Prehistoric Plant Could Grow in The UK First Time in Human History

Doug Williams
 
Experts think Cycads have been absent from northwest Europe for around 60 million years
Experts think Cycads have been absent from northwest Europe for around 60 million years

Cycads are a type of plant that somewhat resemble palm trees or ferns and have been around since prehistoric times.  Despite having existed for some 250 million years, and having survived all the many changes the planet has made during that time, cycads are currently the most endangered thing on Earth, according to the British website Fossil Plants.

 

Just as with endangered animals, the reason cycads are in peril is because of poaching.  Yes, Poaching.  There are plant providers who have been uprooting the plants and selling them off for enormous amounts of money to people who want to put them in their gardens.

Unfortunately, the mature plants that buyers find the most desirable are hundreds of years old, but don’t take well to being uprooted, so the sheer act of trying to take them often spells death for the plants.

Now cones from both male and female Cycads have appeared, something which has never been recorded as happening before in the UK human history. Raul654 CC BY-SA 3.0

Now cones from both male and female Cycads have appeared, something which has never been recorded as happening before in the UK human history. Raul654 CC BY-SA 3.0

Besides poaching, changes in their habitats have also become an issue.  The prehistoric plants are generally becoming farther apart, physically, which means that they have a harder time pollinating.

There is hope, however, for the future of cycads.

For the first time in human history, there are flowering cycads growing outdoors in the UK, which could possibly reproduce.

The plants grow in a few places around the world, but only bloom in warm climates. The British plants can be found in the Ventnor Botanical Garden on the Isle of Wight, which lies off the southern coast of England. Plants in the garden have produced both male and female cones, something which has never before occurred in England in human history.

As a result, botanists have the chance to try to facilitate the transfer of pollen between them, according to a story from sciencealert.com.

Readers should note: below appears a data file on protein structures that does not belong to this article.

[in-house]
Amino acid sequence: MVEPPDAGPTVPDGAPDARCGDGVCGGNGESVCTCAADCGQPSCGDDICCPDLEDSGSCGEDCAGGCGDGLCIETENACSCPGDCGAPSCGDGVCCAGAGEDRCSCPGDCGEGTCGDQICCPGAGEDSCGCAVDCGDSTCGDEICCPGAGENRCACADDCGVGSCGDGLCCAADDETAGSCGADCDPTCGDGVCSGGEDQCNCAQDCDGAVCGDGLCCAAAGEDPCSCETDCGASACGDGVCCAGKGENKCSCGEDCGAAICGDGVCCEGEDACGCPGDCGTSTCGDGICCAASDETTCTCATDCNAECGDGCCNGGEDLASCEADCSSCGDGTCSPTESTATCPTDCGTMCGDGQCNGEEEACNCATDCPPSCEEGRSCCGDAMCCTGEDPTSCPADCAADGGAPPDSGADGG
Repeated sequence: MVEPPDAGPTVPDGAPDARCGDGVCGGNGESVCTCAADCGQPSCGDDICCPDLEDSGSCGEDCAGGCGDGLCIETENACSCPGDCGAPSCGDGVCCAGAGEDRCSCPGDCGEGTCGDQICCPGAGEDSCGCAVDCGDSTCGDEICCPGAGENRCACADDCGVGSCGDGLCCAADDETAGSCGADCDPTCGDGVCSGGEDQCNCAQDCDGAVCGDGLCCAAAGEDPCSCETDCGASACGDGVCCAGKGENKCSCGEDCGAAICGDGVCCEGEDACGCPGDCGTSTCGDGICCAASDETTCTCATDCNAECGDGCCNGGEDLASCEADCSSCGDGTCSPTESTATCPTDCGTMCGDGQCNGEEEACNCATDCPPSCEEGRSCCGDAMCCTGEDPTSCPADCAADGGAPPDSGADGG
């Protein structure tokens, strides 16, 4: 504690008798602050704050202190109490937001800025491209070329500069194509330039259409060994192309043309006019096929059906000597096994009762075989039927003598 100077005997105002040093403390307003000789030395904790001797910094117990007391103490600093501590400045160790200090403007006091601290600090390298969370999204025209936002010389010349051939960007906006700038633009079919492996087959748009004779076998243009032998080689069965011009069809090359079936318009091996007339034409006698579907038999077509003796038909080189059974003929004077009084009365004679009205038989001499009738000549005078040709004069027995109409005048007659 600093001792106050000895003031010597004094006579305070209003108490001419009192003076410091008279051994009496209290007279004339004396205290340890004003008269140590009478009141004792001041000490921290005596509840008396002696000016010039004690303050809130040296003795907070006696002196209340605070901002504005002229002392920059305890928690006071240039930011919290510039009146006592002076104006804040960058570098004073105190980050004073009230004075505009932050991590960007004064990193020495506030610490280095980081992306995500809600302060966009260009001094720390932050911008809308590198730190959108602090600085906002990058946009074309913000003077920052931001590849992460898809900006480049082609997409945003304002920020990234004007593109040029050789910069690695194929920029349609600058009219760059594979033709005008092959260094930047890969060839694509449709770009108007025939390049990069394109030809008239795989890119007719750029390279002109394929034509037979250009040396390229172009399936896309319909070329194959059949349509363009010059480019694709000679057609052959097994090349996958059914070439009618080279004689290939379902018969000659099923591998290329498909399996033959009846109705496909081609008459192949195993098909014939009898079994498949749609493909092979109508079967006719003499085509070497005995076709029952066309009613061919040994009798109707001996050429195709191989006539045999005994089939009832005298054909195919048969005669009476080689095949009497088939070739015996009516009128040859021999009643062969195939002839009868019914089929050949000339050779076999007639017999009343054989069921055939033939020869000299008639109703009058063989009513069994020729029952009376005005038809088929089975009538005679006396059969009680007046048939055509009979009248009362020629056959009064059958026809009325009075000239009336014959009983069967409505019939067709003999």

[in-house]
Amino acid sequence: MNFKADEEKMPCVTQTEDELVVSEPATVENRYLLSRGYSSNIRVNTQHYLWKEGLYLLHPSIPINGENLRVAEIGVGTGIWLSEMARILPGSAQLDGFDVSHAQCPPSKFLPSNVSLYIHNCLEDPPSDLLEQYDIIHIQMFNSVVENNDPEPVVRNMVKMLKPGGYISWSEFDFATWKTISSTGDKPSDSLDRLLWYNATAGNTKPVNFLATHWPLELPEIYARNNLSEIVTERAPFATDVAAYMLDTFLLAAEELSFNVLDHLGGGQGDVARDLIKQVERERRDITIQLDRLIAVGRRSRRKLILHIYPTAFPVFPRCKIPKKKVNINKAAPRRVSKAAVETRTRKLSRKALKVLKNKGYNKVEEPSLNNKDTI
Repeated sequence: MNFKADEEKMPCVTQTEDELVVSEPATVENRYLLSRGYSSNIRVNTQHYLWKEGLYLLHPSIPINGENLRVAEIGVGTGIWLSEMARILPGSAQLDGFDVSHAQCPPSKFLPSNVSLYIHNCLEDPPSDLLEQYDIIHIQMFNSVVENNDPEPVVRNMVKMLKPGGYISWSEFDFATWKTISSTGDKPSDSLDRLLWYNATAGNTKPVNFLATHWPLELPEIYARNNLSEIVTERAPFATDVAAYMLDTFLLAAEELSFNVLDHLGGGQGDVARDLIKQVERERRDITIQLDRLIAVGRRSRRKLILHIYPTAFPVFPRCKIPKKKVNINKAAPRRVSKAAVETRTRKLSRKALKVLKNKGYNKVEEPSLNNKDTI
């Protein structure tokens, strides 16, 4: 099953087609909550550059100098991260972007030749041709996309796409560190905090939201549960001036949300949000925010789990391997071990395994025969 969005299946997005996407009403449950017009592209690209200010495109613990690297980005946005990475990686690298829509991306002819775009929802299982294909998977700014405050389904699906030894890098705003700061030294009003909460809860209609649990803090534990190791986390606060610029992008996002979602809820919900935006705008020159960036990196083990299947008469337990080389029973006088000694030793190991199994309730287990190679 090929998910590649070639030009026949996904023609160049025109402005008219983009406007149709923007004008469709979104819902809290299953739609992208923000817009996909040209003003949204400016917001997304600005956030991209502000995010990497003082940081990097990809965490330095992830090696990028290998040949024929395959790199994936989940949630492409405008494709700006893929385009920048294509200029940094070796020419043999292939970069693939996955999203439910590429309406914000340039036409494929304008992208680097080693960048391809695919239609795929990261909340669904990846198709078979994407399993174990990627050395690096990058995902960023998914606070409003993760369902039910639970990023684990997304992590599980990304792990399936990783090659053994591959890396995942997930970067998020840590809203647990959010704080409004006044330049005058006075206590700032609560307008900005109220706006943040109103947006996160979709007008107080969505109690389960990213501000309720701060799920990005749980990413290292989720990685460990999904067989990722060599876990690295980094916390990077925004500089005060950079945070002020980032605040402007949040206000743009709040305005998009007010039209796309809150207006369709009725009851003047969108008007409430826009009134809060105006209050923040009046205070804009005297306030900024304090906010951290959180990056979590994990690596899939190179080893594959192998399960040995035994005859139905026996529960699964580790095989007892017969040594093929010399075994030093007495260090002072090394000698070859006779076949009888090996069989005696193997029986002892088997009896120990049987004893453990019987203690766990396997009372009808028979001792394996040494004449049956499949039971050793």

The phrase ‘in human history’ matters.  Apparently cycads like these, of the type Cycas revolute, did, in fact, live in the area.  People have found fossilized cycads in the cliffs of Isle of Wight according to Liz Walker, a spokesperson from the botanical garden.

“Interestingly, back in time Cycads lived in the area that was to become the Isle of Wight, fossil Cycads have been found in the cliffs along the West Wight coast,”

“Interestingly, back in time Cycads lived in the area that was to become the Isle of Wight, fossil Cycads have been found in the cliffs along the West Wight coast,”

She also noted that the last time the plants lived and reproduced in the area was 120 million years ago. Currently this variety of cycad can be found in places like Japan, but back then the plants grew from the Isle of Wight to the Dorset coast, when the atmosphere had a much higher concentration of carbon dioxide.

While this is the first time plants at the garden have had both male and female cones at the same time, the plants have produced cones before.  Seven years ago, one of the plants outdoors in the garden produced male cones, but there were no female cones, so there was no chance to pollinate and eventually gather seeds.

It’s believed that the reason for the potentially fertile blooms is climate change.  Cycads haven’t previously been hardy in the UK, but the recent increases in temperature have allowed the plants to grow their cones.

The changes in the plants aren’t triggered by a brief warm spell.  In addition to a record warm spell last summer, there have been increasingly mild winters in the area, to the extent that the coldest temperatures last winter were roughly the same as the warmest temperatures during the winters 100 years ago.

Petrified cycad fossil. Experts think Cycads have been absent from northwest Europe for around 60 million years

Petrified cycad fossil. Experts think Cycads have been absent from northwest Europe for around 60 million years

That’s a really significant shift, particularly when you consider that the plants have been extinct in Northwester Europe for about 60 million years.

As concerning as global temperature changes are for humans, the plants seem to like it, as it’s the first time the garden has ever had plants with both male and female cones.

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Clearly the plants are adapting to the general trend in temperature change, and people at the botanical garden say that what the plants are doing may be an indicator for what the English climate is going to be like in twenty or thirty years.

 
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